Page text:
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  • Baller
MI passed a law last year requiring poratable tanks to be removed from the vehicle and placed on the ground for filling. This makes my 26ga gas caddy useless. Wonder what the law is on something like this?
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@B_S 26 gal gas caddy? How about a 9000 gallon fuel tanker? Let’s see then set that baby on the ground?

 

@Orlando76 two five gallon cans? Wooo they’d hate me with 12 of them in the back of the truck. Can you imagine running a ski lake 10 gallons at a time?

Lpskier

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@B_S I've been thinking about a possible way to get around the MI law since I first read your post. I haven't seen the regulation but my suggestion is to check how they define the term "portable" or the phrase "portable tank" or however they describe it in the regulation.

 

I assume you're carrying that gas caddy around in the back of a pickup truck. Am I right? What if you found a way to secure that caddy in (i.e. bolt it into) the box of the pickup and took the wheels off of it before heading to the fuel station? A 26 gallon tank with no wheels on it secured to the truck isn't exactly "portable" is it? If it doesn't exactly meet the definition of "portable" or "portable tank" as specified in the law, then you shouldn't be legally required to comply with that part of the regulation. ;)

 

I doubt they have any rules against making a non-portable tank portable away from the gas station so you should be in the clear to un-affix the caddy from the truck and mount the wheels back on it once you're back where the boat is or any place away from the gas station.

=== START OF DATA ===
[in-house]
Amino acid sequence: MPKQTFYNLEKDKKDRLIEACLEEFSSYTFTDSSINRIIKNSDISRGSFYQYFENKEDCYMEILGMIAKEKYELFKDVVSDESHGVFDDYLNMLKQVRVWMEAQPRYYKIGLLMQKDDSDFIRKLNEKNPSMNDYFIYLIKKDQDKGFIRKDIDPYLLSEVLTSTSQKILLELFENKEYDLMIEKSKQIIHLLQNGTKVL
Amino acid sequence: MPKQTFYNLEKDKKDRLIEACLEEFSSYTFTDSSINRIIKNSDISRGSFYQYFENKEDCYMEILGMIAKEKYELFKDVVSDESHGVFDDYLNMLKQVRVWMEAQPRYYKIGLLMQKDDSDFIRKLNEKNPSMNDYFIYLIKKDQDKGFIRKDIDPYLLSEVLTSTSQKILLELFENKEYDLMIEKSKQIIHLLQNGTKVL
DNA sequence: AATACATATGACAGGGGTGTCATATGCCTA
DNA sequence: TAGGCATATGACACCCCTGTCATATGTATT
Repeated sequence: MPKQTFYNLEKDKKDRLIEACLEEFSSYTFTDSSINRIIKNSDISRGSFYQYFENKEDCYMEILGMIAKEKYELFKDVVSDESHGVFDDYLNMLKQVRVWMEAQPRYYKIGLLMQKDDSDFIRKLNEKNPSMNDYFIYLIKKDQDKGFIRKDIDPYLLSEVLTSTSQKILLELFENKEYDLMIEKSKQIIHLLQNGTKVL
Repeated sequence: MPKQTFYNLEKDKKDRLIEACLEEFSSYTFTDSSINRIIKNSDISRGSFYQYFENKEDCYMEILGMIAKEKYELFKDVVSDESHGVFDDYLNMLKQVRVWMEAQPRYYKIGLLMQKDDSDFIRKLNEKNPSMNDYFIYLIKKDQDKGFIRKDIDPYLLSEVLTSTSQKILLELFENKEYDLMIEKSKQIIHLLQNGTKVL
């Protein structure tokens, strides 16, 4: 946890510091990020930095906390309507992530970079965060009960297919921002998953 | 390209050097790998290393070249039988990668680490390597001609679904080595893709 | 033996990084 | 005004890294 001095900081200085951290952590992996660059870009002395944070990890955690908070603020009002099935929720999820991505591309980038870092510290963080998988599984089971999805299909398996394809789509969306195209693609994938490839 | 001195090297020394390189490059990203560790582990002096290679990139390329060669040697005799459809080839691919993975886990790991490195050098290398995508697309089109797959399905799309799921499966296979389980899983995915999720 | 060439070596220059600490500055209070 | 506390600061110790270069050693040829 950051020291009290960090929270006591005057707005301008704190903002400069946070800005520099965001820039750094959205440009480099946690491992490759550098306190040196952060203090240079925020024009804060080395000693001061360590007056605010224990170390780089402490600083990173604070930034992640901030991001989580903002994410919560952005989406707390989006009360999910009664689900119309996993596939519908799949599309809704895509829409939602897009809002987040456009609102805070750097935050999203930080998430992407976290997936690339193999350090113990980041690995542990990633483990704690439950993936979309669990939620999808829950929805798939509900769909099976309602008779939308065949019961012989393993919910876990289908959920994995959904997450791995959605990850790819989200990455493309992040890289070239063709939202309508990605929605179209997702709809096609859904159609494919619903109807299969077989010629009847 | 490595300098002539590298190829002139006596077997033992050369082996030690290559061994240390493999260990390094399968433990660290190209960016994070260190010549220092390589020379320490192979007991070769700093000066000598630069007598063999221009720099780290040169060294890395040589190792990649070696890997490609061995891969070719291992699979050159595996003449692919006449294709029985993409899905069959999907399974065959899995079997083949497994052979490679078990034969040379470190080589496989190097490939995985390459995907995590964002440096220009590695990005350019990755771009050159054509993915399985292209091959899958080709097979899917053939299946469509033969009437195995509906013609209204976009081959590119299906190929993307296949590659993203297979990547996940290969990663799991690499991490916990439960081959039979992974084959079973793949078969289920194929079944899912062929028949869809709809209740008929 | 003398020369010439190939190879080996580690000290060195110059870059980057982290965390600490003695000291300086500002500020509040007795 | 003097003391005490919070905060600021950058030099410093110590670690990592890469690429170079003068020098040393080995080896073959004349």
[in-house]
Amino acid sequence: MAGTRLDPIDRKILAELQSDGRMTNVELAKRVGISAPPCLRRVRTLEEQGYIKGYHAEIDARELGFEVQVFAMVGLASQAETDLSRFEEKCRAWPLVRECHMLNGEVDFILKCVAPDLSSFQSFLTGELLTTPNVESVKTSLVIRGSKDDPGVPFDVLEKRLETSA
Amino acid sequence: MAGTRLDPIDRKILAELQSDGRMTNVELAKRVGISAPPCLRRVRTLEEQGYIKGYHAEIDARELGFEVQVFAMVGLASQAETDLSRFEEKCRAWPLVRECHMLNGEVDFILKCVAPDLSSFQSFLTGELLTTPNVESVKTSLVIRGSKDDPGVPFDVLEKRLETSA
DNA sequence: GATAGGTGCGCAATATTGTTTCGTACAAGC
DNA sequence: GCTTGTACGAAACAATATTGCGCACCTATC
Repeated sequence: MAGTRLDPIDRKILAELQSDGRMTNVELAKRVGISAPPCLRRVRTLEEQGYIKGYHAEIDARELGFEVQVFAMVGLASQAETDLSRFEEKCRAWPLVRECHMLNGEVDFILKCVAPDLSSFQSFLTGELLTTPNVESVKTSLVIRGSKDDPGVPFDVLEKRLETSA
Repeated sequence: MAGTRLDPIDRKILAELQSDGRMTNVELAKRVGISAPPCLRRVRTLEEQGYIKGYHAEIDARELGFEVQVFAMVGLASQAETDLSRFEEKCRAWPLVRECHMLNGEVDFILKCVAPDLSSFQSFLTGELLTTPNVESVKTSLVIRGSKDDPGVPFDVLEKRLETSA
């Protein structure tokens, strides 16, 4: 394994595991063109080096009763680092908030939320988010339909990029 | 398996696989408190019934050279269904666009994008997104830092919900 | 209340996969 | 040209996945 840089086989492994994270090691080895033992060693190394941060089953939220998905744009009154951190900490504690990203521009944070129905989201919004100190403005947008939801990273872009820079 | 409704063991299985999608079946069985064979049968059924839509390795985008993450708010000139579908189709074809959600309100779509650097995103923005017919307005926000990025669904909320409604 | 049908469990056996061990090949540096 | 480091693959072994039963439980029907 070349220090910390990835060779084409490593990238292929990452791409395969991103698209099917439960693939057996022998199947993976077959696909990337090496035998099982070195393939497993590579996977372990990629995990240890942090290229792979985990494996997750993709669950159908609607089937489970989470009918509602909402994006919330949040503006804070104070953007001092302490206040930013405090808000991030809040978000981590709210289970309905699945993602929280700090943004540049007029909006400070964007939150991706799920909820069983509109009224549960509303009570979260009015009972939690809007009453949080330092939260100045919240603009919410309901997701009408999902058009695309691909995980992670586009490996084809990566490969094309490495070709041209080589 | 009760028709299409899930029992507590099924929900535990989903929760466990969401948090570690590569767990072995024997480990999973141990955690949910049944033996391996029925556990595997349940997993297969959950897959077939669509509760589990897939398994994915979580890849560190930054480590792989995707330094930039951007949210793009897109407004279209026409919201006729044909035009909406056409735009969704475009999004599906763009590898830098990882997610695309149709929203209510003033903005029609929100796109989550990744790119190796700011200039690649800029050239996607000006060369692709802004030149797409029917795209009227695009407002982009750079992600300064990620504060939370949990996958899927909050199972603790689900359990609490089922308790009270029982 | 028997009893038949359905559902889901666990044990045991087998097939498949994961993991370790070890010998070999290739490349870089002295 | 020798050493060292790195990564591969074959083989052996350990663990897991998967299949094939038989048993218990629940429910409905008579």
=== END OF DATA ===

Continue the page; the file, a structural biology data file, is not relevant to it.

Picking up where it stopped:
Could this be a possible workaround?

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I would be very careful in trying “workarounds” to put gas tanks, portable or not, in the back of a truck. The issue is that it’s very easy to generate static electricity from movement of the tank. A spark from static while filling the tank will ruin your day. I’m pretty sure that is the reason behind the laws about gas tanks and pumps in the back of a pickup.

 

Diesel is another story and won’t explode from a spark. All the tanks you see in pickups are diesel.

 

You should always remove gas cans from the truck prior to filling. While the probability of a spark may be small, the consequences are severe.

If it was easy, they would call it Wakeboarding

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Exactly @Bruce_Butterfield. That’s why I caution people using refueling pumps and tool box tanks/auxiliary tanks. Rarely are they gas rated. Take the cans out to refuel. And when people modify or rig a pump how many times has one seen a discharge jumper used? Proper ventilation? There’s a lot of hoops to legally and properly tote gasoline and it makes it expensive for companies too properly do it.